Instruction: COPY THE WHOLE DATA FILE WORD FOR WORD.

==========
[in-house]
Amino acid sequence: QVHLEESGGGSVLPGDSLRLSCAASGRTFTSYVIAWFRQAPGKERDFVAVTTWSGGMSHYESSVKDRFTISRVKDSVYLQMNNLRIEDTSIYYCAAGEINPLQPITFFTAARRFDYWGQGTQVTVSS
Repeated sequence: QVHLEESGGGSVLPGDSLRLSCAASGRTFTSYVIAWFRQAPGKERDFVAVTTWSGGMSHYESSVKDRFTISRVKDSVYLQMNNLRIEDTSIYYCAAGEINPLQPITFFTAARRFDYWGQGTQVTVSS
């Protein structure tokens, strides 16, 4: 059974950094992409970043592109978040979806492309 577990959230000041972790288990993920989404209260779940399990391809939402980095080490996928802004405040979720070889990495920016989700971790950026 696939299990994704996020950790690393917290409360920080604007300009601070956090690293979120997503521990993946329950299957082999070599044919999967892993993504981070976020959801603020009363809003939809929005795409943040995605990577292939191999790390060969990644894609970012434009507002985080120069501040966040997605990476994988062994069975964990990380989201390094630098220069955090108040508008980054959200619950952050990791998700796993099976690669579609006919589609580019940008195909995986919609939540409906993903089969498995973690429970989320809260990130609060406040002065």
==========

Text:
[in-house]
Amino acid sequence: QVHLEESGGGSVLPGDSLRLSCAASGRTFTSYVIAWFRQAPGKERDFVAVTTWSGGMSHYESSVKDRFTISRVKDSVYLQMNNLRIEDTSIYYCAAGEINPLQPITFFTAARRFDYWGQGTQVTVSS
Repeated sequence: QVHLEESGGGSVLPGDSLRLSCAASGRTFTSYVIAWFRQAPGKERDFVAVTTWSGGMSHYESSVKDRFTISRVKDSVYLQMNNLRIEDTSIYYCAAGEINPLQPITFFTAARRFDYWGQGTQVTVSS
């Protein structure tokens, strides 16, 4: 059974950094992409970043592109978040979806492309 577990959230000041972790288990993920989404209260779940399990391809939402980095080490996928802004405040979720070889990495920016989700971790950026 696939299990994704996020950790690393917290409360920080604007300009601070956090690293979120997503521990993946329950299957082999070599044919999967892993993504981070976020959801603020009363809003939809929005795409943040995605990577292939191999790390060969990644894609970012434009507002985080120069501040966040997605990476994988062994069975964990990380989201390094630098220069955090108040508008980054959200619950952050990791998700796993099976690669579609006919589609580019940008195909995986919609939540409906993903089969498995973690429970989320809260990130609060406040002065």